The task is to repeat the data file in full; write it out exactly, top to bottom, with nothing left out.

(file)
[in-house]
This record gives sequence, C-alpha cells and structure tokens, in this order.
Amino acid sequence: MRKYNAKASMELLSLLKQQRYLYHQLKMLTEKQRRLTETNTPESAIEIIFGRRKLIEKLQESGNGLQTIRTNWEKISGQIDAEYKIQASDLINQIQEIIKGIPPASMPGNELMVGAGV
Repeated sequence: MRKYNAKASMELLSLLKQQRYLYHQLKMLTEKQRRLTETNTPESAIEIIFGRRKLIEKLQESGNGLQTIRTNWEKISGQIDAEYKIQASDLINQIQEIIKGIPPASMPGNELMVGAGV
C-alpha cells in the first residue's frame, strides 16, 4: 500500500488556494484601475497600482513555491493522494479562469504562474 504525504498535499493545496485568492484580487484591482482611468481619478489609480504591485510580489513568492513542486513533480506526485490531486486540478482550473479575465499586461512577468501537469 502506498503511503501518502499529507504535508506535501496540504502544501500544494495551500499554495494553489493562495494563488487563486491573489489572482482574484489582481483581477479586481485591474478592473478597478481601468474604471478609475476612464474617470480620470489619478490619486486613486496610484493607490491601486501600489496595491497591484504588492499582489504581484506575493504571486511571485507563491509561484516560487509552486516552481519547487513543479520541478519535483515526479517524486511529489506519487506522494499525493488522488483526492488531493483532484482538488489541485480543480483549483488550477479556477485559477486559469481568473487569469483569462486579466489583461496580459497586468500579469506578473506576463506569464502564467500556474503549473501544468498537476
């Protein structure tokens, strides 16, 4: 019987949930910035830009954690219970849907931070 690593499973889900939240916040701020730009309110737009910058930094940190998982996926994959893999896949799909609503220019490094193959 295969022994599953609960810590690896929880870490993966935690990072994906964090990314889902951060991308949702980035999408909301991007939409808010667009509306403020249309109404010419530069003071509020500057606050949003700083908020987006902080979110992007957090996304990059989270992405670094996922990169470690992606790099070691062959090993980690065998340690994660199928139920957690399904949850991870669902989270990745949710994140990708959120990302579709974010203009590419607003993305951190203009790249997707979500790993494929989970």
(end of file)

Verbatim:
[in-house]
This record gives sequence, C-alpha cells and structure tokens, in this order.
Amino acid sequence: MRKYNAKASMELLSLLKQQRYLYHQLKMLTEKQRRLTETNTPESAIEIIFGRRKLIEKLQESGNGLQTIRTNWEKISGQIDAEYKIQASDLINQIQEIIKGIPPASMPGNELMVGAGV
Repeated sequence: MRKYNAKASMELLSLLKQQRYLYHQLKMLTEKQRRLTETNTPESAIEIIFGRRKLIEKLQESGNGLQTIRTNWEKISGQIDAEYKIQASDLINQIQEIIKGIPPASMPGNELMVGAGV
C-alpha cells in the first residue's frame, strides 16, 4: 500500500488556494484601475497600482513555491493522494479562469504562474 504525504498535499493545496485568492484580487484591482482611468481619478489609480504591485510580489513568492513542486513533480506526485490531486486540478482550473479575465499586461512577468501537469 502506498503511503501518502499529507504535508506535501496540504502544501500544494495551500499554495494553489493562495494563488487563486491573489489572482482574484489582481483581477479586481485591474478592473478597478481601468474604471478609475476612464474617470480620470489619478490619486486613486496610484493607490491601486501600489496595491497591484504588492499582489504581484506575493504571486511571485507563491509561484516560487509552486516552481519547487513543479520541478519535483515526479517524486511529489506519487506522494499525493488522488483526492488531493483532484482538488489541485480543480483549483488550477479556477485559477486559469481568473487569469483569462486579466489583461496580459497586468500579469506578473506576463506569464502564467500556474503549473501544468498537476
């Protein structure tokens, strides 16, 4: 019987949930910035830009954690219970849907931070 690593499973889900939240916040701020730009309110737009910058930094940190998982996926994959893999896949799909609503220019490094193959 295969022994599953609960810590690896929880870490993966935690990072994906964090990314889902951060991308949702980035999408909301991007939409808010667009509306403020249309109404010419530069003071509020500057606050949003700083908020987006902080979110992007957090996304990059989270992405670094996922990169470690992606790099070691062959090993980690065998340690994660199928139920957690399904949850991870669902989270990745949710994140990708959120990302579709974010203009590419607003993305951190203009790249997707979500790993494929989970």